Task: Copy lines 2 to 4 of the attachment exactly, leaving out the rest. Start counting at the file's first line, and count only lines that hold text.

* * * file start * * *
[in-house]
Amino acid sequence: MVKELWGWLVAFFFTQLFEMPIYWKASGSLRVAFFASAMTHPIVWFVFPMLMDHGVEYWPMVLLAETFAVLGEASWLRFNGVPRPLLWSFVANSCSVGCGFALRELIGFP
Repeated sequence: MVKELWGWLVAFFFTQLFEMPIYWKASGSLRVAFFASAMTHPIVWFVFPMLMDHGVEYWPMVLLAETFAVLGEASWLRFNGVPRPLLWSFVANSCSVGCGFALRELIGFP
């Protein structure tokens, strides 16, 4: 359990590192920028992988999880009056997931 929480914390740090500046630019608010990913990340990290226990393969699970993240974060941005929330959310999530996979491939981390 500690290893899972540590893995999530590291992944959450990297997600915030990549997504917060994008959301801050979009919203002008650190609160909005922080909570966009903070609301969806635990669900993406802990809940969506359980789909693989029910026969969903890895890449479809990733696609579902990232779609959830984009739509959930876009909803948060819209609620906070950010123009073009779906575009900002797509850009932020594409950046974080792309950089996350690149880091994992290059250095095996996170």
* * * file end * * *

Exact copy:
Amino acid sequence: MVKELWGWLVAFFFTQLFEMPIYWKASGSLRVAFFASAMTHPIVWFVFPMLMDHGVEYWPMVLLAETFAVLGEASWLRFNGVPRPLLWSFVANSCSVGCGFALRELIGFP
Repeated sequence: MVKELWGWLVAFFFTQLFEMPIYWKASGSLRVAFFASAMTHPIVWFVFPMLMDHGVEYWPMVLLAETFAVLGEASWLRFNGVPRPLLWSFVANSCSVGCGFALRELIGFP
């Protein structure tokens, strides 16, 4: 359990590192920028992988999880009056997931 929480914390740090500046630019608010990913990340990290226990393969699970993240974060941005929330959310999530996979491939981390 500690290893899972540590893995999530590291992944959450990297997600915030990549997504917060994008959301801050979009919203002008650190609160909005922080909570966009903070609301969806635990669900993406802990809940969506359980789909693989029910026969969903890895890449479809990733696609579902990232779609959830984009739509959930876009909803948060819209609620906070950010123009073009779906575009900002797509850009932020594409950046974080792309950089996350690149880091994992290059250095095996996170």